6. Michael Kremer & Christopher M. Snyder, 2003. "Why Are Drugs More Profitable Than Vaccines?," NBER Working Papers 9833, National Bureau of Economic Research, Inc.
    7. Brito, Dagobert L. & Sheshinski, Eytan & Intriligator, Michael D., 1991. "Externalities and compulsary vaccinations," Journal of Public Economics, Elsevier, vol. 45(1), pages 69-90, June.
    Full references (including those not matched with items on IDEAS)

    Citations

    Citations are extracted by the CitEc Project, subscribe to its RSS feed for this item.
    as


    Cited by:

    1. Nicolas Houy, 2013. "Are better vaccines really better? The case of a simple stochastic epidemic SIR model," Economics Bulletin, AccessEcon, vol. 33(1), pages 207-216.
    2. Sabine Liebenehm & Bernard Bett & Cristobal Verdugo & Mohamed Said, 2016. "Optimal Drug Control under Risk of Drug Resistance – The Case of African Animal Trypanosomosis," Journal of Agricultural Economics, Wiley Blackwell, vol. 67(2), pages 510-533, June.

    More about this item

    Keywords

    Vaccines;

    JEL classification:

    • D42 - Microeconomics - - Market Structure, Pricing, and Design - - - Monopoly
    • D62 - Microeconomics - - Welfare Economics - - - Externalities
    • H10 - Public Economics - - Structure and Scope of Government - - - General
    • I18 - Health, Education, and Welfare - - Health - - - Government Policy; Regulation; Public Health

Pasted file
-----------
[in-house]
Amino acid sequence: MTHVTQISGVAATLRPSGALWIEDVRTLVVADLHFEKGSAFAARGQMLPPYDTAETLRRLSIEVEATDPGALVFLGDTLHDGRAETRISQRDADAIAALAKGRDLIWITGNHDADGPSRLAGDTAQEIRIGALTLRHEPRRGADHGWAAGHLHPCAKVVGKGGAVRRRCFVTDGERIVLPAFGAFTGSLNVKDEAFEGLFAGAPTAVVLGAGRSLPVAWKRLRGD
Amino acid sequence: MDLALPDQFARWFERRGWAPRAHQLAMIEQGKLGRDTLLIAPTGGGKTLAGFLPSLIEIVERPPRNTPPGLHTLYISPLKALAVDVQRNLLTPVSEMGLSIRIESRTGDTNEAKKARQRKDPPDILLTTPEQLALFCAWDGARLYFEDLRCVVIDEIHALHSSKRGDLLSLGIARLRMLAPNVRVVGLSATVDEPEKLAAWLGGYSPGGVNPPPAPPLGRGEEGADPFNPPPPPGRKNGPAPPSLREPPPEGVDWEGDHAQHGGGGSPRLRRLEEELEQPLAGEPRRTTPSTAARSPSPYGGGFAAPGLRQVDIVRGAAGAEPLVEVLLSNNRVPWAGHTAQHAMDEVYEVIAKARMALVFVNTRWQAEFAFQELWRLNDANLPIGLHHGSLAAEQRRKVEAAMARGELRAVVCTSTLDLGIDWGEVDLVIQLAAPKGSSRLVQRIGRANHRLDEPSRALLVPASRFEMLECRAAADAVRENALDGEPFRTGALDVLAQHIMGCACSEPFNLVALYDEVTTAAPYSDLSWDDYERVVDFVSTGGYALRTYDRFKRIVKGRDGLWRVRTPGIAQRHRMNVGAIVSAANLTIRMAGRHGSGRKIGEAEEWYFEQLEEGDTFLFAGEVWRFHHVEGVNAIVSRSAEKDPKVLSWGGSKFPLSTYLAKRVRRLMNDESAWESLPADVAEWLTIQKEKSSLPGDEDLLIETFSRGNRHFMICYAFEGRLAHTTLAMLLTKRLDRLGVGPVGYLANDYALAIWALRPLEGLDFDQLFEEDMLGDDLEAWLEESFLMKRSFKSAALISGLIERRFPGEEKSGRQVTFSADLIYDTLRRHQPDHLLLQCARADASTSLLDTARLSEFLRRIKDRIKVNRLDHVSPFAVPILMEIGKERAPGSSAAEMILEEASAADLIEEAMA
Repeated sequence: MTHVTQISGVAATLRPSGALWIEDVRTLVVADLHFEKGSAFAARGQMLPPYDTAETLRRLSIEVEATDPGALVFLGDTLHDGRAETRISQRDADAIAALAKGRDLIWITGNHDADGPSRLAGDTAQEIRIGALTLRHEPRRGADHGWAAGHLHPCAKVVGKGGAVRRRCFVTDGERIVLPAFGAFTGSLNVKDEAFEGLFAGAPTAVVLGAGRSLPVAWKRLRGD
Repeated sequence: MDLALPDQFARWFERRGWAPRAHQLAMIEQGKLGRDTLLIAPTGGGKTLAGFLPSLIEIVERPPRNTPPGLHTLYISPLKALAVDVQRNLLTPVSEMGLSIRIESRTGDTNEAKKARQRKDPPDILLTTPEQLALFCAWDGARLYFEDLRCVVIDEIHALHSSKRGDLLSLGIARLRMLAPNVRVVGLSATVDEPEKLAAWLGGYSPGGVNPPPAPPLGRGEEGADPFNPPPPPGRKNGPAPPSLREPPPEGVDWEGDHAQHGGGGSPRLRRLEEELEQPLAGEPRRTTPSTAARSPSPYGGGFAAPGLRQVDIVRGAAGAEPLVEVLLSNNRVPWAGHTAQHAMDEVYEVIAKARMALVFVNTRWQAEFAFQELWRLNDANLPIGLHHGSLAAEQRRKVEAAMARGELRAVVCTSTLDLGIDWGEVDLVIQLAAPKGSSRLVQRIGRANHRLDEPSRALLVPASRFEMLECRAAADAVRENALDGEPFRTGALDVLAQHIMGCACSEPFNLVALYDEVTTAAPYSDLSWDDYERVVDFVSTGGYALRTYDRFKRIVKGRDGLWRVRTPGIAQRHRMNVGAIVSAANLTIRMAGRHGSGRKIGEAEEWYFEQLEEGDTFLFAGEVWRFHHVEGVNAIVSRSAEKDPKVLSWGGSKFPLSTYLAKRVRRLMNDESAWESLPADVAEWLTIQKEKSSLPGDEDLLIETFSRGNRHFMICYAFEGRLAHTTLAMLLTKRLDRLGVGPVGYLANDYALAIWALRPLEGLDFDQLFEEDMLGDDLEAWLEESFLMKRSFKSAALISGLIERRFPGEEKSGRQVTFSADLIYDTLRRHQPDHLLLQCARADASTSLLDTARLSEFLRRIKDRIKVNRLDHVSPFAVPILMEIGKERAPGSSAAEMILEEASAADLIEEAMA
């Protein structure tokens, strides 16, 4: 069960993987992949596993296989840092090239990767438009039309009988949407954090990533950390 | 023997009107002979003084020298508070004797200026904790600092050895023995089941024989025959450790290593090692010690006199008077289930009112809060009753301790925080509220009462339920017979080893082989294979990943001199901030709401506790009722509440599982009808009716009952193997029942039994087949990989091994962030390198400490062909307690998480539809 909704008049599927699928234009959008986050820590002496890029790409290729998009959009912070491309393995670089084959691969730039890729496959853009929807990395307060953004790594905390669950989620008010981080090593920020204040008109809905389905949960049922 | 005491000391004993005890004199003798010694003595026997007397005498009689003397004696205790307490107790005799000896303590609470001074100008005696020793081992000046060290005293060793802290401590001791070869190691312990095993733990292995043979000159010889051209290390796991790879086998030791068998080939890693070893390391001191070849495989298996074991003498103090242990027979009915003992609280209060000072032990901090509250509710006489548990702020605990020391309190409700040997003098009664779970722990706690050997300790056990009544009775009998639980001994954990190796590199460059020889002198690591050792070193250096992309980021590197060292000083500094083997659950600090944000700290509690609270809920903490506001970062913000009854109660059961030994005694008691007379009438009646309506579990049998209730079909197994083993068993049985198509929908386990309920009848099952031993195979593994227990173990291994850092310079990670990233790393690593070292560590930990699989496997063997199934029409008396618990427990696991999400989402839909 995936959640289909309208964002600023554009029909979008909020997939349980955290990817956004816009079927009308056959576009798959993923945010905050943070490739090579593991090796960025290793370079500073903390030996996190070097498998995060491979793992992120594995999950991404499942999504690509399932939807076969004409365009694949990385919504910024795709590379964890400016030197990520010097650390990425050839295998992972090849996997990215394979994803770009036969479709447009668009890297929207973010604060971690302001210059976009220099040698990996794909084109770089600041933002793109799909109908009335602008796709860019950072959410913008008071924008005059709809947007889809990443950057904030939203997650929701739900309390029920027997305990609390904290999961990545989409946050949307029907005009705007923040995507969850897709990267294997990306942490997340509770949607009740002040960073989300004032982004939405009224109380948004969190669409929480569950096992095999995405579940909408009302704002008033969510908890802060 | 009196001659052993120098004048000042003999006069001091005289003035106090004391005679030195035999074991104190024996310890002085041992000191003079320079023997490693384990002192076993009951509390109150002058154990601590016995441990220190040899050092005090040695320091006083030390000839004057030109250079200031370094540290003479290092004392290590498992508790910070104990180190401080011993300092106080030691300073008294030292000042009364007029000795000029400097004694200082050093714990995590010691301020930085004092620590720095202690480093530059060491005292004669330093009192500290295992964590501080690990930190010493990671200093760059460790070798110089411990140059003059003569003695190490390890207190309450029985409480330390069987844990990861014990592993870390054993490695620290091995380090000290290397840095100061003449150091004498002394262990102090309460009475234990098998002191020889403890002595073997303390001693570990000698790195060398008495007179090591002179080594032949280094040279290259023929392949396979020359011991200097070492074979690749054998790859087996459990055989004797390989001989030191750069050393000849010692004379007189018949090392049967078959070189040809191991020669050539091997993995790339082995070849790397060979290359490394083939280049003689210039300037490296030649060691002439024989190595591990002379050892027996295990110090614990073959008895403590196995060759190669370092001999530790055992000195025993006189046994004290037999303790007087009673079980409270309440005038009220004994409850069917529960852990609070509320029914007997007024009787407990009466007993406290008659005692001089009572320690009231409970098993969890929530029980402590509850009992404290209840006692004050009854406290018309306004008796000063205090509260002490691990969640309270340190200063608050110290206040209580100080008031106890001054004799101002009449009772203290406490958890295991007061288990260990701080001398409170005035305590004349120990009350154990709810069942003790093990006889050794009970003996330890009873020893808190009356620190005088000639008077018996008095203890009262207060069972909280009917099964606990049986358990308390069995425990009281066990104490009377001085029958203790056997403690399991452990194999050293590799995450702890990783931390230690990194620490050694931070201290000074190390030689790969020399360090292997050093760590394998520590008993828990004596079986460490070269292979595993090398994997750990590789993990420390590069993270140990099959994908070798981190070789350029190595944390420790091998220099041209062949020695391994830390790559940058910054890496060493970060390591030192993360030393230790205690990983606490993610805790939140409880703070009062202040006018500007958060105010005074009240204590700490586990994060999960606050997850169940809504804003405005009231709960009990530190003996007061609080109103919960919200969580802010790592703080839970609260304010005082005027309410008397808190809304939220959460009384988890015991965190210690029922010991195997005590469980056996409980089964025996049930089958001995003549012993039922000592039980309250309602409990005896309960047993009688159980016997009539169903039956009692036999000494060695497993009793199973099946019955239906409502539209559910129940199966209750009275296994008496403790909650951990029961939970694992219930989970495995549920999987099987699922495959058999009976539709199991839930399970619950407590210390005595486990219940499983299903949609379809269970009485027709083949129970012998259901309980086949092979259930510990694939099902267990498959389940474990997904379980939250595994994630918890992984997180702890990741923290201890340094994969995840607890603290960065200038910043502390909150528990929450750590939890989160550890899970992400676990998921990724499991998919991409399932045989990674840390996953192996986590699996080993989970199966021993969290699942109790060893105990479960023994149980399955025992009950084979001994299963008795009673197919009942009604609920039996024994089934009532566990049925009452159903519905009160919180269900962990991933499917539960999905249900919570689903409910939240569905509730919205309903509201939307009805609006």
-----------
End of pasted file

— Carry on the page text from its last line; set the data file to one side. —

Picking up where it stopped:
• L10 - Industrial Organization - - Market Structure, Firm Strategy, and Market Performance - - - General

    NEP fields

    This paper has been announced in the following NEP Reports:

    Statistics

    Access and download statistics

    Corrections

    All material on this site has been provided by the respective publishers and authors. You can help correct errors and omissions. When requesting a correction, please mention this item's handle: RePEc:cpr:ceprdp:6808. See general information about how to correct material in RePEc.

    For technical questions regarding this item, or to correct its authors, title, abstract, bibliographic or download information, contact: (). General contact details of provider: .

    If you have authored this item and are not yet registered with RePEc, we encourage you to do it here. This allows to link your profile to this item. It also allows you to accept potential citations to this item that we are uncertain about.

    If CitEc recognized a reference but did not link an item in RePEc to it, you can help with this form .

    If you know of missing items citing this one, you can help us creating those links by adding the relevant references in the same way as above, for each refering item. If you are a registered author of this item, you may also want to check the "citations" tab in your RePEc Author Service profile, as there may be some citations waiting for confirmation.

    Please note that corrections may take a couple of weeks to filter through the various RePEc services.

    IDEAS is a RePEc service hosted by the Research Division of the Federal Reserve Bank of St. Louis . RePEc uses bibliographic data supplied by the respective publishers.